Eventually, the shoes are all gone. ‘Tomorrow?’ asks one. We do not know. We cannot say. We are constantly told never to make promises we cannot keep. The light is all but gone now so we walk fast, nervously. Looking back, we see a swarm of police cars gather in the distance, sirens ominously silent but blue lights swirling menacingly. In the car, I swerve to avoid a game of football. Humanity prevails.
Thursday 20th October 2016
Seven palettes of men’s boots have arrived. A lorry turned up in the night and dropped them. Thoughts turn to those men to whom we couldn’t give shoes last night, in the fading, tear gas-stained light and we are all elated. We set to work. One team sorts boots into sizes then labels boxes to load the van. Another team prepares the bags from yesterday’s ticketing – filling plastic bags with each request for small items of clothing and toiletries. Another team tackles the impossible chaos of the second warehouse, sorting out goods that are good enough to give to refugees. Anything old or dirty we reject. Wellingtons we reject – no good for walking.
For the second day in a row I am tasked with feeding the whole lot so I take a helper and we drive to the supermarket to pick up supplies. Then ensues the race against time to prepare lunch for 40 hungry volunteers on a single hot plate that is warm at best and a gas camping fire stationed outside the portaloos. The pasta is so bad that the metal ladle used to serve it breaks.
It takes all morning to get a decent amount of shoes ready for distribution. Then we eat and ticketers leave for camp first. That includes Alex and me. I’m on tickets and Alex has the ledger to mark everything down. We head to Khyber Pass to pick up our lovely interpreter John. Then we head to the same area we ticketed yesterday – section B, which is mainly Sudanese men. There, we go from tent to tent, noting down tent numbers, names of inhabitants and then items requested by each. The men invite us in from the rain and we crouch amidst their piles of bedding, bags of tinned food and card games. The cosy fug of the tents, filled with cigarette smoke and tinny music from a mobile phone, offers brief moments of respite from the constant drizzle outside. The point of the ledger is to ensure we don’t visit the same tent twice so that everyone gets a fair crack at getting a ticket. But we keep seeing the same faces. Alex asks ‘Didn’t we give you a ticket already?’ ‘No no! No ticket!’ comes the indignant reply. With one tent, Alex pushes back but the man is visibly upset. He insists he hasn’t been seen and the tent we’re by is his. Every tent has at least four or five different numbers as every different charity has its own way of coding the tents. Inside, he has folded his blankets with such precision. His makeshift bed is immaculate. All around the tents are the remnants of ramshackle fires, cooking pots and rubbish. But inside his tent, the edges of his folded blankets are lined up down to the millimetre. I am struck by the defiance, the dignity of this small detail.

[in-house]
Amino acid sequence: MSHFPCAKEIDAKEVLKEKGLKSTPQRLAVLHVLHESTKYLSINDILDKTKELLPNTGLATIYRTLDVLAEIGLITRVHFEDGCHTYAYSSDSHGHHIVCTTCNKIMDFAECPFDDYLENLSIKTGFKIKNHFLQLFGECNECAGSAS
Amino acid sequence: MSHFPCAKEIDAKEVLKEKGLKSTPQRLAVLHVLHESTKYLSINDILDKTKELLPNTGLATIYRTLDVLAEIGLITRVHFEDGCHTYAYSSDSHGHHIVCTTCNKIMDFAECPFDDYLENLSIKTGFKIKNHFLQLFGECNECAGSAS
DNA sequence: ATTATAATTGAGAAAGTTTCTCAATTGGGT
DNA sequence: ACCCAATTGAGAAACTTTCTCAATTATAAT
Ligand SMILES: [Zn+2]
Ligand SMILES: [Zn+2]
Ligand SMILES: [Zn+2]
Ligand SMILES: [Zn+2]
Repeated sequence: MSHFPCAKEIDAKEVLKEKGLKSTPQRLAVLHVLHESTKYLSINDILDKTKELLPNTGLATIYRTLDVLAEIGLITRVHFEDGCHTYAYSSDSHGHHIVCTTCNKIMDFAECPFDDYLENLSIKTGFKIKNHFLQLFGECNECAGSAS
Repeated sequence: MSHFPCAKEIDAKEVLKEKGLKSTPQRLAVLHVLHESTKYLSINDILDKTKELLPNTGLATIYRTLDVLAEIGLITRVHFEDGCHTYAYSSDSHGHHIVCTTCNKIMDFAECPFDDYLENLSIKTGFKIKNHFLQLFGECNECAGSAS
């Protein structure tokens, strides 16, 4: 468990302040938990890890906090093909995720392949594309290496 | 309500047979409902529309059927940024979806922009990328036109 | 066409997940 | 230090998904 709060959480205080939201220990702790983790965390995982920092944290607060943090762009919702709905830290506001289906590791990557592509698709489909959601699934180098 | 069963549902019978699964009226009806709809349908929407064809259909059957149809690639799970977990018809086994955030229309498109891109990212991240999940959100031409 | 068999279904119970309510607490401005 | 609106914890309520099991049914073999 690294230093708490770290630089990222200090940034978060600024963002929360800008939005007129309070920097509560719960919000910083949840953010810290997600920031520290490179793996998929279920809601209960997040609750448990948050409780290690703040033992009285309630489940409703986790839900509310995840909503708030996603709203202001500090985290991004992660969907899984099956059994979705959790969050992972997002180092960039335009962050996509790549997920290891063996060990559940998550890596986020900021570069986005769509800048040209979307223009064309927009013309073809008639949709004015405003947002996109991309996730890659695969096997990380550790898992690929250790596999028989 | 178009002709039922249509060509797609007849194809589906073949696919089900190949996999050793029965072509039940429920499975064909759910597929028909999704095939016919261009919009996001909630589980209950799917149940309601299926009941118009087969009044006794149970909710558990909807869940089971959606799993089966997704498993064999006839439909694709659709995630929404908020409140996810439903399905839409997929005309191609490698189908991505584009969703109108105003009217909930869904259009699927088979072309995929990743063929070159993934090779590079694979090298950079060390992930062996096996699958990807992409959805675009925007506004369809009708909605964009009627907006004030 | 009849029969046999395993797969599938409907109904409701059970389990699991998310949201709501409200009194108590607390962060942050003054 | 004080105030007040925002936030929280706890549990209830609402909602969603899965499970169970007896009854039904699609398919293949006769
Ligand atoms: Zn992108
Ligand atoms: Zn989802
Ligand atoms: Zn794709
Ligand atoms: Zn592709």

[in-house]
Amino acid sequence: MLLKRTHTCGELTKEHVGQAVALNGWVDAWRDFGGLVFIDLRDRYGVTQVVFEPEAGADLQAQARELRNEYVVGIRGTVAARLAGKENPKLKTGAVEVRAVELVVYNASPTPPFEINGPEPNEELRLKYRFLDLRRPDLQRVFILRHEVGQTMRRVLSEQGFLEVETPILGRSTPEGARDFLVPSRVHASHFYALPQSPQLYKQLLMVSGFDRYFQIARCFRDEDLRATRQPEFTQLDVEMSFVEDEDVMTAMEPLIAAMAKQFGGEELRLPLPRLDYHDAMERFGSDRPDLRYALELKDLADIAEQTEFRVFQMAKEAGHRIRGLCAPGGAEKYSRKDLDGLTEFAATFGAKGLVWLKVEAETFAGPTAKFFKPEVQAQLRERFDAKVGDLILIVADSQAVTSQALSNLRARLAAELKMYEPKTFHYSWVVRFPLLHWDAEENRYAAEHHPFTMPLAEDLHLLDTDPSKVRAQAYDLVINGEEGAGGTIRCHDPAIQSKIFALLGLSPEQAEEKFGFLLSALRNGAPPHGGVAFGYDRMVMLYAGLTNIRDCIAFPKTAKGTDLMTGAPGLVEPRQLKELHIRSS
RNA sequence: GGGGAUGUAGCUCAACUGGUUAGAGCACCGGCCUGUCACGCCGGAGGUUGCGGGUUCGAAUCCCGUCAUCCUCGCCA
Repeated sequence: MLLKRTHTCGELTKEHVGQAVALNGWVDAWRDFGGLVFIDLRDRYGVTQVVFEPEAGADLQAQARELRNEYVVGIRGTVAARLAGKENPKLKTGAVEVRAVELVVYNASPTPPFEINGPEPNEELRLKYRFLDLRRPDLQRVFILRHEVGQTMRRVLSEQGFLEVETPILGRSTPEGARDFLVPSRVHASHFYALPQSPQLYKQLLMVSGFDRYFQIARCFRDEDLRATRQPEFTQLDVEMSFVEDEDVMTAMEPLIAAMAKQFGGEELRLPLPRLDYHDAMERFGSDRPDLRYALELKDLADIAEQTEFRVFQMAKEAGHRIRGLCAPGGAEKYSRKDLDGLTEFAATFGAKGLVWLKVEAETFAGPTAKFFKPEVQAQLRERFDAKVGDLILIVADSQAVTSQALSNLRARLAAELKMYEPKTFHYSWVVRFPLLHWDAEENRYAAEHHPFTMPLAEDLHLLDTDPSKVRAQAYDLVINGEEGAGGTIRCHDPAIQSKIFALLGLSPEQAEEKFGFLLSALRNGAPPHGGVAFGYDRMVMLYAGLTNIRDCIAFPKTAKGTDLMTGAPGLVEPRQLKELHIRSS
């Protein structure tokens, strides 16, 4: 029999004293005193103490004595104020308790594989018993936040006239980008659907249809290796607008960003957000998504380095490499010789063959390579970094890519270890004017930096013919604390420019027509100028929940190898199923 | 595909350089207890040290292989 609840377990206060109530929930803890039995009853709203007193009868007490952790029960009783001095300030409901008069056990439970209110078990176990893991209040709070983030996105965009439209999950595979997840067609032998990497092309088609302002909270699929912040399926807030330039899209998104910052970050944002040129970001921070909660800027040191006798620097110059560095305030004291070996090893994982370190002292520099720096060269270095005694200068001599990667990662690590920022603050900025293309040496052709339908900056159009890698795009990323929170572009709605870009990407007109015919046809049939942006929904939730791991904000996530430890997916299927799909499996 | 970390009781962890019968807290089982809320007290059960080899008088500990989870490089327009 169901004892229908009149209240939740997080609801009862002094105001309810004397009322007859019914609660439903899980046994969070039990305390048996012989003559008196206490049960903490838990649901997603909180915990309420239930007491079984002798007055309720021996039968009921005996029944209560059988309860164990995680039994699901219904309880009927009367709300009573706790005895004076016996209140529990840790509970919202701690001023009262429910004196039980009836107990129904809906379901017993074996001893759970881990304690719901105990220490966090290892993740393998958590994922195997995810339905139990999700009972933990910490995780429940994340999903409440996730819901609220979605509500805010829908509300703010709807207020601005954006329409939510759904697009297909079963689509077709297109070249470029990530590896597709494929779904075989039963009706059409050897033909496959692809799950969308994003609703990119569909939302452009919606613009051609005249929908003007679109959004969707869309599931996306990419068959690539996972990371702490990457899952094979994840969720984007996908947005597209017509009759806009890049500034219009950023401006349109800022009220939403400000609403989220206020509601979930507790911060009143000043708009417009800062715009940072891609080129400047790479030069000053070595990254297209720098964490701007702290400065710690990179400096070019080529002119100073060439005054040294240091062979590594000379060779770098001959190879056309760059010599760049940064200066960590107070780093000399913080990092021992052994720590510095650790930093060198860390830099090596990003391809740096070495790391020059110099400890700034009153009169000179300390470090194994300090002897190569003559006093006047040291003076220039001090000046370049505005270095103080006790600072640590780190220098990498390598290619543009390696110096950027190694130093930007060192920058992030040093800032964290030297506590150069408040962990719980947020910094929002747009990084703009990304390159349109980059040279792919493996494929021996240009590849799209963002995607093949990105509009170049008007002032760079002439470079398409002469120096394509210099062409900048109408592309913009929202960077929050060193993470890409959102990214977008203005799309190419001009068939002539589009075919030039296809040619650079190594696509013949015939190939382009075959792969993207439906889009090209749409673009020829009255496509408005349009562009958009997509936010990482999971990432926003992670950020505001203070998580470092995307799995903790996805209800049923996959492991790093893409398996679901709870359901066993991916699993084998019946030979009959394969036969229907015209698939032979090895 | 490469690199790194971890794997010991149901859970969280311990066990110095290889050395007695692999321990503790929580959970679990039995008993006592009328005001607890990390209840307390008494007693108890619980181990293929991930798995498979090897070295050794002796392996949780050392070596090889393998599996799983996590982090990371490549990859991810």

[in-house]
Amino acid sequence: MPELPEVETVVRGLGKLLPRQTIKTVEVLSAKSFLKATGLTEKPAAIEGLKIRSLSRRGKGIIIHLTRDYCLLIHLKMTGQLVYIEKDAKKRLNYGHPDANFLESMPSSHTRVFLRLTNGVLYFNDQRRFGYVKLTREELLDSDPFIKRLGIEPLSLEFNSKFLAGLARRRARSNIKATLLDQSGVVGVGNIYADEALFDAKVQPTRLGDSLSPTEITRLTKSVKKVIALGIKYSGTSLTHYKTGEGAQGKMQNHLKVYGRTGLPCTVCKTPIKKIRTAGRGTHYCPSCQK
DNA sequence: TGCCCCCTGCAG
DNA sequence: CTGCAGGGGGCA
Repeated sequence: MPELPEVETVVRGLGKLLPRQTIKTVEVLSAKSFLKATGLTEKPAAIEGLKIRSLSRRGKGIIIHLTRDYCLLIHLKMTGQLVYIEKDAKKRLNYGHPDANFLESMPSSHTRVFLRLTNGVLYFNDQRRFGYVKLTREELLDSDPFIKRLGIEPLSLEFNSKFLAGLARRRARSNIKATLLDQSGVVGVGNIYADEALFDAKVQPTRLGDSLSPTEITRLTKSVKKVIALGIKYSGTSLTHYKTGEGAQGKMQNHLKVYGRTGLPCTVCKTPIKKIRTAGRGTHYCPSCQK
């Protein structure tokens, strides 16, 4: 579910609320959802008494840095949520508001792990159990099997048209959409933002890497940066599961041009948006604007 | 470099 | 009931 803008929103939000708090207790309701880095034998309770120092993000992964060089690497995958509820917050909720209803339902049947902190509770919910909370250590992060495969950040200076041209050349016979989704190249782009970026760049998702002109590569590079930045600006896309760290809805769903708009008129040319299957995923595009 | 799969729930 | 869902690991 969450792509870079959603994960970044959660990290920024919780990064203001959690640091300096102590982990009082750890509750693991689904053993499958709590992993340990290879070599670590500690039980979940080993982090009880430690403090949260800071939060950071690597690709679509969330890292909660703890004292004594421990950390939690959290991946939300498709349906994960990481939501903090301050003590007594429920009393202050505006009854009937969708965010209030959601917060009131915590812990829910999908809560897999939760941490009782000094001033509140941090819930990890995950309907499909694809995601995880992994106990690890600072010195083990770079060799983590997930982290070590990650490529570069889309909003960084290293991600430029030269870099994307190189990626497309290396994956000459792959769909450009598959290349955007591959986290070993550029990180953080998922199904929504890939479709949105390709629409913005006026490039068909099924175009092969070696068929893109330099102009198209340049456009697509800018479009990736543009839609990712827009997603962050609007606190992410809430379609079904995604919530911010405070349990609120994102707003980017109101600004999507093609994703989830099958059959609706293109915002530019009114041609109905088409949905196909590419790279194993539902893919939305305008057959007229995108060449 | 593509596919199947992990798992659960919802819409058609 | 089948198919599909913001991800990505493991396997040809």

We only have enough time to give out 80 tickets before we need to leave to get to the shoe distribution. The ‘shhhh distribution’ as I say to Alex for fear of another stampede like yesterday. A separate team of shoe ticketers has been handing out tokens to those most in need of shoes and the distribution will take place out past the church towards the very edge of the Jungle. There we get into our formation and the distribution begins. The rain is persistent. At one point it really starts to come down. The kind of rain where, if you’re indoors, you stop whatever you’re doing and go and stand at the window to watch for a while, transfixed by the force of the storm. We turn our backs to the deluge and within seconds my jeans are soaked to the skin, water dripping down the backs of my legs and into my boots. My gloves and hat are sodden. But any talk of being wet and cold feels a little brattish when you survey the queue of refugees, wearing handed down sweatshirts and flip flops.
At the pub that evening, our interpreter John has joined us. He looks immaculate – smart coat, clean-shaven. I don’t understand how he can look so well turned out when he lives where he lives. And how strange to be part of that world and then, just for an evening, to sit in the pub with us. He refuses food and drink but is happy to just sit and smile and chat with us.
- “Have just read Renu’s diary, I was so moved. I have supported various charities and obviously viewed the camps via the television, but this diary really brought home the reality of the situation. Well done Renuka for going to help and also for sharing the grim experiences of the people. Unfortunately I don’t think I see much light at the end of the tunnel (no pun intended) for them.” – Carol Murphy, Ackworth, 25 October 2016